- Last year, 164 PHI data breaches were reported to the Secretary of Health & Human Services (HHS) Office of Civil Rights (OCR), according to the fifth annual Redspin data breach report. That is a 25 percent increase over 2013 and approximately 9 million patient records were affected.
Since the inception of the 2009 HITECH Act, over 40 million Americans suffered a breach of their personal health information, the report found, from a total of 1,170 data breaches. This information did not include data from the recent Anthem data breach, where over 80 million patient records were potentially affected.
“From here on, all PHI breach statistics are going have to be reported as ‘pre- or post-Anthem,’” Redspin President and CEO Daniel W. Berger said in a statement. “It’s that big. We wouldn’t be surprised to see the costs of the Anthem breach exceed a billion dollars.”
Just over 50 percent of the PHI data breaches in 2014 were caused by hacking attacks, according to Redspin, while 30 percent were due to unauthorized access or disclosure. Moreover, the five largest data breaches in 2014 accounted for 82.8 percent of the total reported for the year. This is comparable to 2013, where the five largest incidents accounted for 85.4 percent of the overall reported.
A major difference between the PHI data breaches reported in 2013 and those in 2014, was the leading cause in incidents. The theft or loss of unencrypted computing devices, such as laptops, was the most harmful issue for 2013. However, one hacking attack accounted for over 50 percent of the compromised records in 2014.
“Large scale breaches will continue to dominate the statistics and headlines for one reason: PHI is massively stored on network servers, storage systems, and data back-up,” stated the report. “There might as well be a target on the industry’s back.”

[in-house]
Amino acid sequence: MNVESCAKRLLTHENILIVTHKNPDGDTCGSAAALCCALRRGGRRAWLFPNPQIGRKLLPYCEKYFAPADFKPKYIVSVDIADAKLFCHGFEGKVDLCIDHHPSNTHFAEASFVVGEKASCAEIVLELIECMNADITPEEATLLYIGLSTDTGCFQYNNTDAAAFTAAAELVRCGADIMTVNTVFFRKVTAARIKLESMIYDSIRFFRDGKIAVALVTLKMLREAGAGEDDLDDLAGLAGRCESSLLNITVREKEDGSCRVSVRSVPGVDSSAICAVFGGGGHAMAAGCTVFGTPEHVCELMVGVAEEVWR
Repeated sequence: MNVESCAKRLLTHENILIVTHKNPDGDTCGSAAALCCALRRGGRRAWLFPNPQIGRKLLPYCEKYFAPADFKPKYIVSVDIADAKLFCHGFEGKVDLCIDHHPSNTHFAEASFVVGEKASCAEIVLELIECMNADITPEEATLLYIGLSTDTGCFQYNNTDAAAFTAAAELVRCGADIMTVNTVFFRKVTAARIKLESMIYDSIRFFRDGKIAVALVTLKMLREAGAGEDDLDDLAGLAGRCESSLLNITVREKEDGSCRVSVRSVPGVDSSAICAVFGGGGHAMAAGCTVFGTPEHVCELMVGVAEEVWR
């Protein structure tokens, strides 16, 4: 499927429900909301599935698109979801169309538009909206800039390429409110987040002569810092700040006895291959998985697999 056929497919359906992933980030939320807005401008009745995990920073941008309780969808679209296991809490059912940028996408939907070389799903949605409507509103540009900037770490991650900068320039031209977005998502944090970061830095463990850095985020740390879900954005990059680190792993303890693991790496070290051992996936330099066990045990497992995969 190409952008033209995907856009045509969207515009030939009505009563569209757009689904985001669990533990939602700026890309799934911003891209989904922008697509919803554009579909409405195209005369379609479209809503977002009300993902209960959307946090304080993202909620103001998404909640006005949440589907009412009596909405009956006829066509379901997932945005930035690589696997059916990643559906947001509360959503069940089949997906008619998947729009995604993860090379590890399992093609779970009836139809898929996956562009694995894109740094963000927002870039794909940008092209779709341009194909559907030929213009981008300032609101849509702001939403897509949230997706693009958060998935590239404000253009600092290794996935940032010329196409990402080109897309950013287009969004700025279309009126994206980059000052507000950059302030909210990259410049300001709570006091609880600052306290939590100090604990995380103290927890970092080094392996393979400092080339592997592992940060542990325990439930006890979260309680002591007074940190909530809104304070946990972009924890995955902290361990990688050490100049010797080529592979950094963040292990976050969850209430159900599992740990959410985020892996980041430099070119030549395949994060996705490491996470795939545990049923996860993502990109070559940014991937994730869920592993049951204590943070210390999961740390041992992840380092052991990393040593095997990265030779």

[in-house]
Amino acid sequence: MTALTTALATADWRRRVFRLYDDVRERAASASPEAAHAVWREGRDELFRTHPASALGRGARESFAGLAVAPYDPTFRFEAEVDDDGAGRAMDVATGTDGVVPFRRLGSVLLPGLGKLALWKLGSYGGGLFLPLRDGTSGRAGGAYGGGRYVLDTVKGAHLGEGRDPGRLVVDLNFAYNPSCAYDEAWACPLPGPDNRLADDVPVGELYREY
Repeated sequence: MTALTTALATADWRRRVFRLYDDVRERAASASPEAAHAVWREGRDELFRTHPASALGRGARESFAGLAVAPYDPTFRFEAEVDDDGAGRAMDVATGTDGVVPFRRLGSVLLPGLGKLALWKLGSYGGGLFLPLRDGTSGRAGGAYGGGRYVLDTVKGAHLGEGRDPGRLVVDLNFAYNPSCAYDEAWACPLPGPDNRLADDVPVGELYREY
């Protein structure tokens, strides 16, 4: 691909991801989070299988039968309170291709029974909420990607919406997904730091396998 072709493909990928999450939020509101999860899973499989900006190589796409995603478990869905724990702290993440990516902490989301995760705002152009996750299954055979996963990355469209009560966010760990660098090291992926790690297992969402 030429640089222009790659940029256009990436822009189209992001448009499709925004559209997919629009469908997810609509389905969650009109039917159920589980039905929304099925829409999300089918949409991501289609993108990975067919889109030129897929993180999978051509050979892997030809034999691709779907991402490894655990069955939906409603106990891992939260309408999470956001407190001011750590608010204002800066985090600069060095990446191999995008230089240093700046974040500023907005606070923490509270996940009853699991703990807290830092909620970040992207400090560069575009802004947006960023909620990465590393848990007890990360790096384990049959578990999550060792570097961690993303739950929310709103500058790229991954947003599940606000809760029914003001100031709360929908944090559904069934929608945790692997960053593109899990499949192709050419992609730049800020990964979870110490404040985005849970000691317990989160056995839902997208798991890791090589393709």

Theft and unauthorized access of devices accounted for 60.9 percent of all reported incidents last year, the report showed. Even though hacking led to the majority of patient records being affected, theft and unauthorized access combined to account for 100 out of the 164 reported incidents.
Stolen laptops and other portable media devices were still a leading cause of PHI data breaches, according to Redspin. They accounted for 25 percent of the total number of incidents last year, while paper was tied to 22 percent of the total number of data breaches.
“Whether due to insider threat, snooping, or negligence, reducing unauthorized access can only be prevented by a comprehensive security program – not a once a year risk assessment but an integrated program of policies, controls, technical safeguards, organizational accountability, enforcement, training, and leadership,” Redspin stated.
Moreover, technology is ever-evolving, along with the IT threat landscape itself, according to the report. While there is no one simple answer to curb health IT security risk concerns, healthcare organizations need to have comprehensive preventative measures in place, Redspin concluded. Hackers will likely continue to target health records, and more hospitals will likely face data breaches in the coming year.
“HIPAA security risk assessments are only the tip of the iceberg, particularly for the providers who resist the idea that this scope of work needs to be technical,” the report said. “It is not possible to adequately assess security risk without identifying real vulnerabilities and developing (and implementing) a remediation plan to address them.”